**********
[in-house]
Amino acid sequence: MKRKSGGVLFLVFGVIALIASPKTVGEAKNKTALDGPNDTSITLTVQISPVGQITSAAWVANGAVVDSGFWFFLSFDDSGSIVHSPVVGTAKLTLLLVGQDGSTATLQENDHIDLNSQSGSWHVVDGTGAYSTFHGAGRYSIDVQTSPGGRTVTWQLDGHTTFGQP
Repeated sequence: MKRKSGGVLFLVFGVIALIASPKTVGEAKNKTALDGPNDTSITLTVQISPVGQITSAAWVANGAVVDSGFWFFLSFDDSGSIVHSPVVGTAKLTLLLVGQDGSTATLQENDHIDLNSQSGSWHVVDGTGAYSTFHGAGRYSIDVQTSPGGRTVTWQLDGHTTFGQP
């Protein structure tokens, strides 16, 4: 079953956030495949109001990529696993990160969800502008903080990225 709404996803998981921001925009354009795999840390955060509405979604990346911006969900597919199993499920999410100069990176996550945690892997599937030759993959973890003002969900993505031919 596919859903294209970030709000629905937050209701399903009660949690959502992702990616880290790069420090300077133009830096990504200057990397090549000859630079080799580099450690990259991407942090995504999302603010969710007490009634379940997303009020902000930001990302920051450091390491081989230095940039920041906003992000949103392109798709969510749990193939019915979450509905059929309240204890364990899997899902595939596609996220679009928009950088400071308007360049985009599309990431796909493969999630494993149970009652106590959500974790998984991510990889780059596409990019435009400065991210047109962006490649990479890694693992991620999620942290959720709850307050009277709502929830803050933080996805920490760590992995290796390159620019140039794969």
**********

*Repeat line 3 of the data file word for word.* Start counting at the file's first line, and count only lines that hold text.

Repeated sequence: MKRKSGGVLFLVFGVIALIASPKTVGEAKNKTALDGPNDTSITLTVQISPVGQITSAAWVANGAVVDSGFWFFLSFDDSGSIVHSPVVGTAKLTLLLVGQDGSTATLQENDHIDLNSQSGSWHVVDGTGAYSTFHGAGRYSIDVQTSPGGRTVTWQLDGHTTFGQP